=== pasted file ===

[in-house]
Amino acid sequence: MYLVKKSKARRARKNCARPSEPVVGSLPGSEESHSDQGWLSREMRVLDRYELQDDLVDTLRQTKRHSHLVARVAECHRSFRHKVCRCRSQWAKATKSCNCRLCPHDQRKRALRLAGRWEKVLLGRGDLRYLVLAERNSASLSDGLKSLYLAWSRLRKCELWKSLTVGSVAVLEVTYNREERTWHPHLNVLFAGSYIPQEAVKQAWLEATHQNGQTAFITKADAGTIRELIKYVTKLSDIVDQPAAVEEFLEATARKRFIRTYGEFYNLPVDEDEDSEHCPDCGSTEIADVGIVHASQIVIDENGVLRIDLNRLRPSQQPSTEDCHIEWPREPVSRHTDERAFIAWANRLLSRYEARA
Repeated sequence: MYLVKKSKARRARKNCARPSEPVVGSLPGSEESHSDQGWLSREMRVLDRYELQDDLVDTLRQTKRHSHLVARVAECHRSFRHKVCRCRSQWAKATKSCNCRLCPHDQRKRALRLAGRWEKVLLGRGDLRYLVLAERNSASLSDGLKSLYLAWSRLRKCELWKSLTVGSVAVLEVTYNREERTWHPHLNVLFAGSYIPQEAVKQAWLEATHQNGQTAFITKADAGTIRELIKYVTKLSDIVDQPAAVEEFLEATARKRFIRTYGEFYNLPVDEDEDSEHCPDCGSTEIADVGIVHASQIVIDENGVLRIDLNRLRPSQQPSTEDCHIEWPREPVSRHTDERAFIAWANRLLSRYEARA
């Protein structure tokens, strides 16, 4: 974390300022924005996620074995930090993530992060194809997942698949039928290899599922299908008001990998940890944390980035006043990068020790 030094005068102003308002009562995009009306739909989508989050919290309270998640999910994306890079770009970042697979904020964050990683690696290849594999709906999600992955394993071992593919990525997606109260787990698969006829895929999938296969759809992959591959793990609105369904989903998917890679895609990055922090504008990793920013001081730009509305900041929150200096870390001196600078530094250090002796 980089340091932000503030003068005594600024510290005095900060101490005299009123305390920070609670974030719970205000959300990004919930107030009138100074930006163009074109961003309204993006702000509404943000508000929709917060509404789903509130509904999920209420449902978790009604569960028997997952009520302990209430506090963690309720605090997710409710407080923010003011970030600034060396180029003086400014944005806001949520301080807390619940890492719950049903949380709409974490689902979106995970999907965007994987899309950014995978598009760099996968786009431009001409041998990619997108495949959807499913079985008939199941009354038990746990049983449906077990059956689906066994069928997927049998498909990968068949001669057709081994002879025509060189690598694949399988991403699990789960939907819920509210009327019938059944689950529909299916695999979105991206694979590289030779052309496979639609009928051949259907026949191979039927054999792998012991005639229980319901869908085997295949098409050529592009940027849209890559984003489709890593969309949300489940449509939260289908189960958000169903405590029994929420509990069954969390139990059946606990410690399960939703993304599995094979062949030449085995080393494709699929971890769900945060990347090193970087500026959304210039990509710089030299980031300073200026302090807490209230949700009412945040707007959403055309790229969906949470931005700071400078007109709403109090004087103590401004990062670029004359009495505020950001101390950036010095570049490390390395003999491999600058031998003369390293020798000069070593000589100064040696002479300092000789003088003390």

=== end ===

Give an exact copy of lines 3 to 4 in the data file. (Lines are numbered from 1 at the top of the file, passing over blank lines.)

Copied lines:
Repeated sequence: MYLVKKSKARRARKNCARPSEPVVGSLPGSEESHSDQGWLSREMRVLDRYELQDDLVDTLRQTKRHSHLVARVAECHRSFRHKVCRCRSQWAKATKSCNCRLCPHDQRKRALRLAGRWEKVLLGRGDLRYLVLAERNSASLSDGLKSLYLAWSRLRKCELWKSLTVGSVAVLEVTYNREERTWHPHLNVLFAGSYIPQEAVKQAWLEATHQNGQTAFITKADAGTIRELIKYVTKLSDIVDQPAAVEEFLEATARKRFIRTYGEFYNLPVDEDEDSEHCPDCGSTEIADVGIVHASQIVIDENGVLRIDLNRLRPSQQPSTEDCHIEWPREPVSRHTDERAFIAWANRLLSRYEARA
């Protein structure tokens, strides 16, 4: 974390300022924005996620074995930090993530992060194809997942698949039928290899599922299908008001990998940890944390980035006043990068020790 030094005068102003308002009562995009009306739909989508989050919290309270998640999910994306890079770009970042697979904020964050990683690696290849594999709906999600992955394993071992593919990525997606109260787990698969006829895929999938296969759809992959591959793990609105369904989903998917890679895609990055922090504008990793920013001081730009509305900041929150200096870390001196600078530094250090002796 980089340091932000503030003068005594600024510290005095900060101490005299009123305390920070609670974030719970205000959300990004919930107030009138100074930006163009074109961003309204993006702000509404943000508000929709917060509404789903509130509904999920209420449902978790009604569960028997997952009520302990209430506090963690309720605090997710409710407080923010003011970030600034060396180029003086400014944005806001949520301080807390619940890492719950049903949380709409974490689902979106995970999907965007994987899309950014995978598009760099996968786009431009001409041998990619997108495949959807499913079985008939199941009354038990746990049983449906077990059956689906066994069928997927049998498909990968068949001669057709081994002879025509060189690598694949399988991403699990789960939907819920509210009327019938059944689950529909299916695999979105991206694979590289030779052309496979639609009928051949259907026949191979039927054999792998012991005639229980319901869908085997295949098409050529592009940027849209890559984003489709890593969309949300489940449509939260289908189960958000169903405590029994929420509990069954969390139990059946606990410690399960939703993304599995094979062949030449085995080393494709699929971890769900945060990347090193970087500026959304210039990509710089030299980031300073200026302090807490209230949700009412945040707007959403055309790229969906949470931005700071400078007109709403109090004087103590401004990062670029004359009495505020950001101390950036010095570049490390390395003999491999600058031998003369390293020798000069070593000589100064040696002479300092000789003088003390």